Cover photo for Paul K. Hansen's Obituary
Paul K. Hansen Profile Photo
1925 Paul 2020

Paul K. Hansen

October 14, 1925 — October 1, 2020

   Paul Hansen, age 94, of Elk Horn, died late Monday, October 1, 2020 at Myrtue Medical Center in Harlan. Memorial services will be held at a later date when family can gather and circumstances will allow. Ohde Funeral Home in Kimballton in charge of arrangements.

   Paul Hansen's life was animated by community. He gave his time to those around him; he drew purpose and fulfillment and joy from the connections we share. He served his country in the Navy, he dedicated decades of his life to the production of a weekly testament to a small town, he supported a family. He volunteered his time to committees, boards, and clubs focused on the collective good. He worked for, and believed in, "us".
   As a part of the second generation of this particular Amercian-born Hansen clan, Paul took immense pride in the immigrant roots of the Danish Villages of Elk Horn and Kimballton. The Hansen's figure prominently in the history of these villages. Paul's grandfather Rasmus donated the land upon which the Elk Horn Lutheran church was built, in fact much of today's Elk Horn is on the old Rasmus Hansen homestead. Rasmus was among the first group of councilmen elected when Elk Horn incorporated, he was one of the first postmasters, opened the first business on the west side of Main Street and was the first president of the Danish Mutual Insurance Association. Paul's father Alfred was Elk Horn's sage of journalism. He type-set and proofread articles in the early Danish language newspaper Vaegteren and later served as manager, editor, and correspondent with the Kimballton-Elk Horn Record, and finally worked with his son Paul at the Elk Horn Kimballton Review. Alfred worked on newspapers in Elk Horn for nearly 70 years.
   Alfred and Emma Hansen had four boys, Kenneth, Paul, Kirk, and Joseph. Paul Hansen was born on October 14th, 1925 in Kimballton, Iowa. Paul attended school in Elk Horn, where he met his future wife Joyce Griffith. After graduating high school in Elk Horn, Paul joined the US Navy and served in WWII's Pacific Theater aboard the sub chaser SC-1065. Upon returning from the war, Paul and Joyce were married. Their union lasted 68 years until Joyce passed away in 2014. Together they raised 5 children, had 7 grandchildren, and 8 great-grandchildren.
   The team of Paul and Joyce told the story of their community on the pages of the Review for over 20 years. They told stories of crops and elections, local business and music contests, library renovations, scholarships and pancake days. A yearly highlight was coverage of the Villages' Tivoli Fest, when the towns celebrated their Danish heritage. Joyce wrote and edited copy, sold ads and kept the books. Paul laid out the pages, oversaw production at the press, created and produced the photography, and covered the local sports scene. Friday nights in the fall would see Paul in the pressbox overlooking the football field known as Dane Country, a note pad and multicolored pen recording a shorthand depiction of each play.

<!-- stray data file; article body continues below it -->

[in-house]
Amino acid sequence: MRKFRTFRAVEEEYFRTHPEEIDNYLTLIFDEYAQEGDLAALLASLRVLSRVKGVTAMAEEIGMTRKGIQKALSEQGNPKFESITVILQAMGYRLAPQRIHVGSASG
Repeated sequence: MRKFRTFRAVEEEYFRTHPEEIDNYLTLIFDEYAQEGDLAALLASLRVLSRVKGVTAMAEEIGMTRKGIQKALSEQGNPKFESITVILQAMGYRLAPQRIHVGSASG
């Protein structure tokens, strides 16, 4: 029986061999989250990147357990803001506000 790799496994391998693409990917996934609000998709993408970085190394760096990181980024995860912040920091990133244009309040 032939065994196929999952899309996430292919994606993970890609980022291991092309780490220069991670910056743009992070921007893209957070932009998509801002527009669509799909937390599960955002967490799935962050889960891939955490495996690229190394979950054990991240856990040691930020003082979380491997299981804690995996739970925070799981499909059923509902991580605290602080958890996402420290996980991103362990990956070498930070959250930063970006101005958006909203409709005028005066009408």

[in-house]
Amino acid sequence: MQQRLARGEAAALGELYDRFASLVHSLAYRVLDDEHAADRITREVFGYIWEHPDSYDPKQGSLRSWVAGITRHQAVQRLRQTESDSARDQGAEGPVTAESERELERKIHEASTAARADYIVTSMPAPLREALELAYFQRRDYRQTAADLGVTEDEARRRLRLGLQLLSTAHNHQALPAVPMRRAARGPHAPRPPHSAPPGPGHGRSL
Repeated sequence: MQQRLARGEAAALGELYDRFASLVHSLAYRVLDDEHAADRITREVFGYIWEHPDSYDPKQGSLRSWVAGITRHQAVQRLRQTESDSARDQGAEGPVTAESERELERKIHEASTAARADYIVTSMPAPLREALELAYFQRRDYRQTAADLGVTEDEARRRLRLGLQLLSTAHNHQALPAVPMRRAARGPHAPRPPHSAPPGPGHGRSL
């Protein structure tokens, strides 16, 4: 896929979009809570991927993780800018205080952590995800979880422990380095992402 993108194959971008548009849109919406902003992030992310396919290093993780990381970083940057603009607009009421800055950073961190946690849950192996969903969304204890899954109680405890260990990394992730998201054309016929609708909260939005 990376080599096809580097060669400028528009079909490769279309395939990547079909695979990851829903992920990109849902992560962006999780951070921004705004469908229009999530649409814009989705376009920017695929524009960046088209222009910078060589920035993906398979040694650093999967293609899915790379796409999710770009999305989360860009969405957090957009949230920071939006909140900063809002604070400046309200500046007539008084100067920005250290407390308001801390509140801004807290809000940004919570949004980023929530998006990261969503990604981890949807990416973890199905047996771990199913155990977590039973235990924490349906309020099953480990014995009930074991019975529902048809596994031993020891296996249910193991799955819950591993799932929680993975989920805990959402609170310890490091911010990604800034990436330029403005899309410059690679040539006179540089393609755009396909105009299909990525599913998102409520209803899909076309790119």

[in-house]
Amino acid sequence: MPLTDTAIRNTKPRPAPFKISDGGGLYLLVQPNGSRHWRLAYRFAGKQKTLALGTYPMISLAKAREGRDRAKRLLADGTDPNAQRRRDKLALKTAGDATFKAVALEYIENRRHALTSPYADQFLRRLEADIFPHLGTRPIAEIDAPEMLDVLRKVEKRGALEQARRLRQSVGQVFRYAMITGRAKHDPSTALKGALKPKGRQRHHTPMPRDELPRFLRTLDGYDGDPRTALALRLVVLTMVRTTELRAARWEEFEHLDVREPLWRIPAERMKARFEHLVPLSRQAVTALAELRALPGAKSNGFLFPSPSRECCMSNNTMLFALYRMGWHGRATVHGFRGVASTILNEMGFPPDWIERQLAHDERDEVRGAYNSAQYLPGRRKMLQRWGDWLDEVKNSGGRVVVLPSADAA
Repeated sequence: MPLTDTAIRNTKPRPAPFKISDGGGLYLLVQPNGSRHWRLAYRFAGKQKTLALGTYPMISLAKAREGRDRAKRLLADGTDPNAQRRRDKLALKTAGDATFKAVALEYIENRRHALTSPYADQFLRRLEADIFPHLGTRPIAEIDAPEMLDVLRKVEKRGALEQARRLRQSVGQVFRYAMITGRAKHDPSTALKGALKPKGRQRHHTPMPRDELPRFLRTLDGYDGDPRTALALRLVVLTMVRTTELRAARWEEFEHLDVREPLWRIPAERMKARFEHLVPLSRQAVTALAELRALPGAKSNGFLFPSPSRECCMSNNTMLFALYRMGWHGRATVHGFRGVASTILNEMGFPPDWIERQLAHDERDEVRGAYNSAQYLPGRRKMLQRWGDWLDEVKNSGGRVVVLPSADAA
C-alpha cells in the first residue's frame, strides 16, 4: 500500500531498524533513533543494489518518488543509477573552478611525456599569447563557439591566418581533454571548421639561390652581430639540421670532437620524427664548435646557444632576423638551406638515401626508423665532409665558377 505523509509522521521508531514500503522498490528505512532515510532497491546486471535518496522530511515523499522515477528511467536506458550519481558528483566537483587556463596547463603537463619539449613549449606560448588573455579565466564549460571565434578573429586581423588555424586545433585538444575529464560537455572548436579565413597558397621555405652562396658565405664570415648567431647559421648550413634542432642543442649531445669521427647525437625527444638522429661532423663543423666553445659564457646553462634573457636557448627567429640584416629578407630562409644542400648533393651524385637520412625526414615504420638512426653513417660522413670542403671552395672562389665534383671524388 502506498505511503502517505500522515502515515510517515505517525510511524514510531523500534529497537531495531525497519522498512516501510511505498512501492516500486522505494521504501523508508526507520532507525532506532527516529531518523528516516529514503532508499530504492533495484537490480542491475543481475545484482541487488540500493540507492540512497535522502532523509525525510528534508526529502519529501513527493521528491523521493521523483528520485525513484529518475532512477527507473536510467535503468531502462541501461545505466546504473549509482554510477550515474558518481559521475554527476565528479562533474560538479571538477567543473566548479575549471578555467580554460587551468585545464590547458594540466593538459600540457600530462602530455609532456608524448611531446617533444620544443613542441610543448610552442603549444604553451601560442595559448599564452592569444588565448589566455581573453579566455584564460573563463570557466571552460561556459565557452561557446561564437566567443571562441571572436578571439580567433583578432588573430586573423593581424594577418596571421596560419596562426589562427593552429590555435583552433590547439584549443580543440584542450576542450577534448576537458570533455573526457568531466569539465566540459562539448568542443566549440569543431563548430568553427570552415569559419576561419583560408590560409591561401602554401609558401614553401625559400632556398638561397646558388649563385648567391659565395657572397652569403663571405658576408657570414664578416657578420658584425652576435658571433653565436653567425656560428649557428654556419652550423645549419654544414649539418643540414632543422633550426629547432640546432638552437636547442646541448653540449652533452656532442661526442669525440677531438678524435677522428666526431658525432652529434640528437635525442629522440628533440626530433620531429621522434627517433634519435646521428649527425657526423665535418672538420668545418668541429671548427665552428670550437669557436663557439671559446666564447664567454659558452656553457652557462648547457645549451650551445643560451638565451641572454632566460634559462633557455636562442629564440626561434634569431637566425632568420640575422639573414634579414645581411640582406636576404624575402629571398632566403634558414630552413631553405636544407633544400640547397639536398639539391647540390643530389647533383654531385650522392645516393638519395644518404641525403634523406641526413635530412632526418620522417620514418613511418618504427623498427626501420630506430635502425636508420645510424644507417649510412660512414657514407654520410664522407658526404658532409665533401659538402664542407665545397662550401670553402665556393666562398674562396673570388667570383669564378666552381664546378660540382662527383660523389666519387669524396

Paul gave his free time to Elk Horn, too. He served as Town Clerk for 40 years, also the school board and town council. He was a volunteer fireman, a member of the Better Elk Horn Club, the Optimists, and the American Legion. He was a dedicated member of Elk Horn Lutheran Church, was he served on the church council and as a deacon.
   When it came time for true recreation, one struggles to find a word strong enough to describe Paul's passion for golf. When weather and the schedule of newspaper publishing allowed, Paul was a near-daily presence at Greenbrier Golf Club, a few miles from Elk Horn. (When weather didn't cooperate, tennis balls and "holes" spray-painted in the snow were known to suffice). Even in this area of his life, it was about the people around him. While he'd get in a quick 9 if no one was available, you were much more likely to spot Paul on the fairways with Burt Esbeck and Maury Lykke, among others.
   Another group that Paul proudly associated with were the fans of the University of Iowa Hawkeyes. Paul traveled to Iowa City for football and basketball games and would never miss a broadcast if attending in person was not an option. A source of lighthearted contention between he and his brother Ken (a staunch Nebraska fan), you could tell who won the annual Hawkeye Husker football game by whose phone rang after the fourth quarter that Saturday afternoon. (Hint: it was not the winner's phone.)
   Much has been made in recent years about the happiness of the citizens of Denmark. The term hygge is frequently mentioned in stories about the Happy Danes as a source of their contentment*.* But the common cursory translation of hygge into cozy overlooks the essential social aspect of the word, and of the experience. It's not just fireplaces and slippers. One definition of the term is "a form of everyday togetherness". And one etymology of the word traces it back to the word hugge, which means "to embrace".
   When we embrace community, we tap into something higher and more noble than our individual selves. For all he did for his family and those around him, Paul was a hero. Long live the connections he fostered and the community he served and loved.

He is survived by his children: Susan Hansen, Linda Ballantyne, Benjamin Hansen, Jung Hansen, Mark Hansen; brother Joseph Hansen; grandchildren; great grandchildren;  and in-laws, nieces, nephews, other relatives and friends.

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